I've reached the point where I think the Kings MUST improve defensively at two of three positions (the 2, 3 or 4) via draft and via trade. Unless we're doing a full rebuild. But even then, if D isn't our first priority, we end up with salary cap consumers like Bogi and Buddy. Nice when their shots are falling, but otherwise we're always at risk of giving up a 50 point quarter and looking like fools.
 
#5
It’s not that advanced stats point to Barnes being a bad defender necessarily. Team sports are tough to isolate 1 person’s impact. It’s that they show his teams being much more effective when he plays the 4. We essentially go from being a negative team (give up more than we score) to a positive team (score more than we give up).

I’m not a big fan - too mechanical for my liking. But HB is definitely not a problem. If we have players at the 3 and 5 that can board and make plays, HB would look pretty good at the 4.
And yet Barnes lack of rebounding and shot blocking would seem to be a bigger issue when he plays the 4.
 
#6
Yeah defensive metrics are difficult to gauge. You kind of just have to average them all out + use the eye test.

For instance, Barnes is 4th on the team in D RPM. Up with the likes of CoJo, Baze, and Holmes.

But D PIPM, he's the 3rd worst on the team of the guys who played regular minutes.

Barnes is a guy who gets an abnormally low amount of steals as well as a low amount of blocks for a guy his size. On the flip side, he stays in front of his man decently well and played decent team defense. He's no stand out, but he's no Hield either.
 
#9
D Fox being terrible on defense leaps off that page.

I think he has a ton of potential - but has not done a good job of maintaining fundamentals. If he quick playing risky D, I think we'd be a lot better at the point of attack.
 
#10
Did a bit of an assessment on various advanced defensive impact stats to see where Barnes ranked on our team last year:

View attachment 10222
Pretty telling why we fell off a cliff when Holmes got hurt and why things got better once Len and Bazemore came into the rotation. 6 of our most important/most used rotation players (Buddy, Bogdan, Bjelica, Barnes, Fox, Giles) grading out rather horribly showed out in the eye test too.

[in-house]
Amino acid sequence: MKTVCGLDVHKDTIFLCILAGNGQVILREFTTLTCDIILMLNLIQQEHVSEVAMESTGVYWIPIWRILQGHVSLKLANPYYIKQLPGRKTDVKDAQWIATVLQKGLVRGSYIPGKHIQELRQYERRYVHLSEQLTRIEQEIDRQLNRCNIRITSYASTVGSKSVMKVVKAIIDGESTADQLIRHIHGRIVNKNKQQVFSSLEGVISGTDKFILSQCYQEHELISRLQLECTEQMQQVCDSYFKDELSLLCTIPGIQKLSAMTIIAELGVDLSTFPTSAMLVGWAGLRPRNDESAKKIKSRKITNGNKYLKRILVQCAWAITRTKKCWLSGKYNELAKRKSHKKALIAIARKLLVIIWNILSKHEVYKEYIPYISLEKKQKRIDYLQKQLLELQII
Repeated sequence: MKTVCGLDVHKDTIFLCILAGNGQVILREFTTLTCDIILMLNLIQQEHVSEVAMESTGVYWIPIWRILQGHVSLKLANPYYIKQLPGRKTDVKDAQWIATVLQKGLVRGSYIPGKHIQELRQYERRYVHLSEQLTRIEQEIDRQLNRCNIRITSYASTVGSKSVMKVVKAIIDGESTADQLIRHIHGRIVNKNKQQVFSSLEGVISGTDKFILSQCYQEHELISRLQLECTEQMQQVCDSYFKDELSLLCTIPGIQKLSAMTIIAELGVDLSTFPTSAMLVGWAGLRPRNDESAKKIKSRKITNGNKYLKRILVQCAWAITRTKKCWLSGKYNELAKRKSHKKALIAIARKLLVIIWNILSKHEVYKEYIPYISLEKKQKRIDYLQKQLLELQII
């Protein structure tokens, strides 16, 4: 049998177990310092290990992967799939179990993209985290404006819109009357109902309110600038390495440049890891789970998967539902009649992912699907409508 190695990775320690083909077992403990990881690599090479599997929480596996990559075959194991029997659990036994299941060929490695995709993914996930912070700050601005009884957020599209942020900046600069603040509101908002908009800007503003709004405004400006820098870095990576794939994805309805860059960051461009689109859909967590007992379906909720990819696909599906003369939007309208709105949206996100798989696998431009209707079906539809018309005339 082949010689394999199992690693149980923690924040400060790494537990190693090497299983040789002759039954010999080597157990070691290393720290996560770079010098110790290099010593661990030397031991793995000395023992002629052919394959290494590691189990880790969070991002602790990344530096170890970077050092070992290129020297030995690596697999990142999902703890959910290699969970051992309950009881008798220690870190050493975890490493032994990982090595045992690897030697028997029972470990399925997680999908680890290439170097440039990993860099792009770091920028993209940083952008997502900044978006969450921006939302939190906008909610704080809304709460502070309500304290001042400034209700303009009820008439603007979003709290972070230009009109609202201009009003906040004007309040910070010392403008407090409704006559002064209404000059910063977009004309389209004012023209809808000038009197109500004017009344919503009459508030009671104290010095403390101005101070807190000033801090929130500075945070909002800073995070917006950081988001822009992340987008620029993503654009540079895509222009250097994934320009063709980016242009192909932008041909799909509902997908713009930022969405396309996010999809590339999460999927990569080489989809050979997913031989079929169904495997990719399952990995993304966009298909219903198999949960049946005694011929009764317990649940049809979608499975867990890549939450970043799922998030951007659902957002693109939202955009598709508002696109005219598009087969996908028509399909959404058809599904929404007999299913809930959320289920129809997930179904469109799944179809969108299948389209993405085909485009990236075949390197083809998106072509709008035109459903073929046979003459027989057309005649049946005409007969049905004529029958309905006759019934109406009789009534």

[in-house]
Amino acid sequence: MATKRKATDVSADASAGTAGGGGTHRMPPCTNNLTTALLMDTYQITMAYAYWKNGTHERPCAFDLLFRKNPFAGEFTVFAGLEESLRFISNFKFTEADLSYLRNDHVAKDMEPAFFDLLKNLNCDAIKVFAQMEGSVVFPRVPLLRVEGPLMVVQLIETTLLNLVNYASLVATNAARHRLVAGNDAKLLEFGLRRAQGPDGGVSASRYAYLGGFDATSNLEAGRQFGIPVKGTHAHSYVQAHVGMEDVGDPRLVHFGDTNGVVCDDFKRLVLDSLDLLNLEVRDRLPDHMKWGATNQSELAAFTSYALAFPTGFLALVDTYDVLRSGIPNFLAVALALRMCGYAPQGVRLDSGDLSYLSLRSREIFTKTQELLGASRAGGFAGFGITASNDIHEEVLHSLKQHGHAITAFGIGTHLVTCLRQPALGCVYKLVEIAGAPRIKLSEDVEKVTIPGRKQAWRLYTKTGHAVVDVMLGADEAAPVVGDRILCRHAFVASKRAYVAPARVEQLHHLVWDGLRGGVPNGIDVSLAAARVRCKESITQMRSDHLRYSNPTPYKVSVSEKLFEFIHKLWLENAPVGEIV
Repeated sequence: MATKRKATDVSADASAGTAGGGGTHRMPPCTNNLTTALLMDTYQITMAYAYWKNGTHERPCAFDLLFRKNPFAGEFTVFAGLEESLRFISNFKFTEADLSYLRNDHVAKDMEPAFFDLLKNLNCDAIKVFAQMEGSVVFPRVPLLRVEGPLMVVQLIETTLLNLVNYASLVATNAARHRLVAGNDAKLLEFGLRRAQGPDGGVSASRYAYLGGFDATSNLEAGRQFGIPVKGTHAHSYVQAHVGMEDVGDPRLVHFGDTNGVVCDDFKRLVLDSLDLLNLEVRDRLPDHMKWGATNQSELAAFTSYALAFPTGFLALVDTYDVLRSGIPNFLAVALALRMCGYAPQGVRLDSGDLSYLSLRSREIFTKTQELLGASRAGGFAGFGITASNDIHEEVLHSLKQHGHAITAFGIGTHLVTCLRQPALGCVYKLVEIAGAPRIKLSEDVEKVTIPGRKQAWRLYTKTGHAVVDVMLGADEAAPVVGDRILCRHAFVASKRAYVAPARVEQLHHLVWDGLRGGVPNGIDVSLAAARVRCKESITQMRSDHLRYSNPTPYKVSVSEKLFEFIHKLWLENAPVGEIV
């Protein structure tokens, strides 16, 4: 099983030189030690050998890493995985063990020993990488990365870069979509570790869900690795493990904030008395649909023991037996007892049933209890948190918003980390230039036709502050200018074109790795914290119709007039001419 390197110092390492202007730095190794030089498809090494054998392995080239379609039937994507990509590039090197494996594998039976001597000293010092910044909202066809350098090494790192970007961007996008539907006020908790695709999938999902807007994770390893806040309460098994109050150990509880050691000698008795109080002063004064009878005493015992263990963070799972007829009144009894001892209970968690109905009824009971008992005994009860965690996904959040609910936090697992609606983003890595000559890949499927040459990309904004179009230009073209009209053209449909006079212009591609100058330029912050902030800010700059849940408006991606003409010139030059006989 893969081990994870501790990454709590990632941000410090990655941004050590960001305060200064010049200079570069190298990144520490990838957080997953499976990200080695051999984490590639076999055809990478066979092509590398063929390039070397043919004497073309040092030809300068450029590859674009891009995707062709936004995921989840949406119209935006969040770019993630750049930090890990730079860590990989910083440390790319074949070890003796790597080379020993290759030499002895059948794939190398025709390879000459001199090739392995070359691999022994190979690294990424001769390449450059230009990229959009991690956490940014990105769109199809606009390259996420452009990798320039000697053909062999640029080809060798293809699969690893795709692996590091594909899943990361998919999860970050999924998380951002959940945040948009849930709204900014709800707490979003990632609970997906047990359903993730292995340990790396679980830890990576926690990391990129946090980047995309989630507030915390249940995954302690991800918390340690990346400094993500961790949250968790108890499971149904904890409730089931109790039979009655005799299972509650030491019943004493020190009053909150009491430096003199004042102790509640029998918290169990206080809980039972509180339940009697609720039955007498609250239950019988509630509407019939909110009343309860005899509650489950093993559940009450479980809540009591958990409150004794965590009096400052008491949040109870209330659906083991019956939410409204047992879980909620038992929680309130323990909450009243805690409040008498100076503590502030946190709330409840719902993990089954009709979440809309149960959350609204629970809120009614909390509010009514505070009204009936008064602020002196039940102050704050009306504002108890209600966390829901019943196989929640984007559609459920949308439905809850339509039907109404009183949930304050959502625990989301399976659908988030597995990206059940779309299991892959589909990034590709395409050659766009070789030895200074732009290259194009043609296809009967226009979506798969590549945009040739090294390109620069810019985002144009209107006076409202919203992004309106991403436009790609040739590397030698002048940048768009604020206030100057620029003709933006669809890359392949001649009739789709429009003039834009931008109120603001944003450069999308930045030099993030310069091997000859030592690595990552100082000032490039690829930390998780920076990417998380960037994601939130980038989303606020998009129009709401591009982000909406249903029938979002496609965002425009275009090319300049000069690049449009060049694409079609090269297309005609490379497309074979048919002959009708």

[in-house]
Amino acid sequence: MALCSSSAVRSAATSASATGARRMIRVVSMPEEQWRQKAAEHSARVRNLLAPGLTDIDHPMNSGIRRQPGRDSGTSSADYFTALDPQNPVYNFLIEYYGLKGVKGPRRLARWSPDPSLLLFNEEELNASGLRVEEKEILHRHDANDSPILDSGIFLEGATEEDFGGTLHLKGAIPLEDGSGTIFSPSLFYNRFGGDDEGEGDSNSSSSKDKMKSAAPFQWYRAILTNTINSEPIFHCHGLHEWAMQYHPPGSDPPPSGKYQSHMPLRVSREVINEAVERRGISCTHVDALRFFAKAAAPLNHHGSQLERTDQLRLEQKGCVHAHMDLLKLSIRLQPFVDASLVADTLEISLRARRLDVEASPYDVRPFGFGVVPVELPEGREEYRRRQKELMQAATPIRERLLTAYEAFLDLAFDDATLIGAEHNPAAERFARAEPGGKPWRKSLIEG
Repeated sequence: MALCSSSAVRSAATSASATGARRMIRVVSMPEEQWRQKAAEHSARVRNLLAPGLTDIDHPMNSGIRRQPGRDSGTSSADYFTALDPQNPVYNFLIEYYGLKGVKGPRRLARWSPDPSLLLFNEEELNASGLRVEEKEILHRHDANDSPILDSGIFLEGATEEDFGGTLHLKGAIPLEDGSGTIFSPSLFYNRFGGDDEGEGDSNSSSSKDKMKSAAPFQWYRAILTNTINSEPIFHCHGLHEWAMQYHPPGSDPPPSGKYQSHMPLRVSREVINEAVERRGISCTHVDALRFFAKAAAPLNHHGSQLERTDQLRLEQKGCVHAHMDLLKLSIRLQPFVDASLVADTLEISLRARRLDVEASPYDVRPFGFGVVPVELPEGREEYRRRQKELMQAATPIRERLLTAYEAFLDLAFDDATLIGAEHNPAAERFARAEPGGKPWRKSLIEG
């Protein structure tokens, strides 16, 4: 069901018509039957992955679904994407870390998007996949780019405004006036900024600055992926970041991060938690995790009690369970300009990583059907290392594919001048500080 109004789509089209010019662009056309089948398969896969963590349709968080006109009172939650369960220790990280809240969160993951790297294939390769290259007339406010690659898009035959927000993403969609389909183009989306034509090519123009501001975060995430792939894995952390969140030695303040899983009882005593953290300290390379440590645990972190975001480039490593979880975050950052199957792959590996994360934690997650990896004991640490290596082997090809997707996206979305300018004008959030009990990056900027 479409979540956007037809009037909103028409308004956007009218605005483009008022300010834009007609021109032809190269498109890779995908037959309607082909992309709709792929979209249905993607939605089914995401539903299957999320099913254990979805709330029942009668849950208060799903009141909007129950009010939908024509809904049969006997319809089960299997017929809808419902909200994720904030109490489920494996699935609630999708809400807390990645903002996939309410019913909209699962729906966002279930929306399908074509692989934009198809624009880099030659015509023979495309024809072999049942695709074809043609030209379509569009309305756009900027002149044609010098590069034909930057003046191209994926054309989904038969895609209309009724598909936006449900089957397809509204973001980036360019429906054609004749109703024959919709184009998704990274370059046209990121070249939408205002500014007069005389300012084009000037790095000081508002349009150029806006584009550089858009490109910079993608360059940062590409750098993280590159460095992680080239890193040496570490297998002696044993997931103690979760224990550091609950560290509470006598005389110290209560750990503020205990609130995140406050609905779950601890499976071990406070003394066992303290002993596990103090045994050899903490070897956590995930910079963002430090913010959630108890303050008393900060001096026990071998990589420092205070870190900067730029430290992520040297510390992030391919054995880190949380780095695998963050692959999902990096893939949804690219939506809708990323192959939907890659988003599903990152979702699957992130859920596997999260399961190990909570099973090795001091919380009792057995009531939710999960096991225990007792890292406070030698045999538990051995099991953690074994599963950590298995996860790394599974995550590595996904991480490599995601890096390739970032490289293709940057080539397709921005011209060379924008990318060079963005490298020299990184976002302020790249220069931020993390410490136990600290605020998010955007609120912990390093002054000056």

#11
Holmes making the defense better with his quick switching out to stop penetration and back in to his man was his first attribute I noticed. I did not notice Swipa being that bad on D. Wonder whats up with that?
 
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#12
I did not notice Swipe being that bad on D. Wonder whats up with that?
One reason Joseph is such a good defender is that he really fights through screens every time and he doesnt easily lose his man in pick n roll situations, or at least he gets in a position to deny the easy pass to the screener. Fox doesnt really do that consistently, he way too often dies on the screen and it creates easy two on one situations to the opposing team.

One reason Divincenzo is a good defender is his ability and willingess to rotate correctly all the time. Fox easily has the athletisism to do that but hasnt shown it.

As an iso defender against smaller guards he is very good. His bigger role on offense might have led him to spare energy on defense on situations like fighting through screens and constantly rotating and helping others. Also playing for a bad team for his whole nba career doesnt help. Hard to say how much its lack of effort (sparing energy), lack of defensive iq or lack of film studying to truly trying to be a great defender. Lack of effort is the easiest to correct. Lack of ambition as a defender could also be fixed but lack of iq is very hard to fix.

The context of these metrics are also important. Fox suffers a little in these advanced defensive metrics since his backup is a great defender. A guy like Divincenzo performes great in said metrics since he constantly played with great defensive lineups while he never had the role of guarding the best opposing players. I would strongly believe that in a winning enviroment where defense is truly appreciated, Fox would perform a lot better on that end of the court. The question is that how much his bad defensive metrics are because of his backup, his lack of effort, lack of taking pride of being a great (team) defender or lack of iq.
 
#14
You can't take anything stat wise into account other than 5 man units with all the injuries and how terrible Walton was last year as a coach. He misused players and relied heavily on team and help defense.

Here is a list of the best 5 man defensive rating units with a 10 and 10 qualifier. You can see that sometimes things make sense for a reason. You can see there are quite a few names that appear more frequently than others in these lineups. It's no coincidence.

https://www.nba.com/stats/lineups/a...&sort=DEF_RATING&dir=-1&CF=GP*GE*10:MIN*GE*10
 
#17
Barnes covers the best wing every time he’s on the court, unless playing with Baze (maybe). Not sure if the analytics control for that. I also know that, generally, horrible defense at the 1 & 2 flows downhill fast. Our guards are really bad defensively. That forces our guys behind them to show or rotate, leading to buckets for the guys they are checking.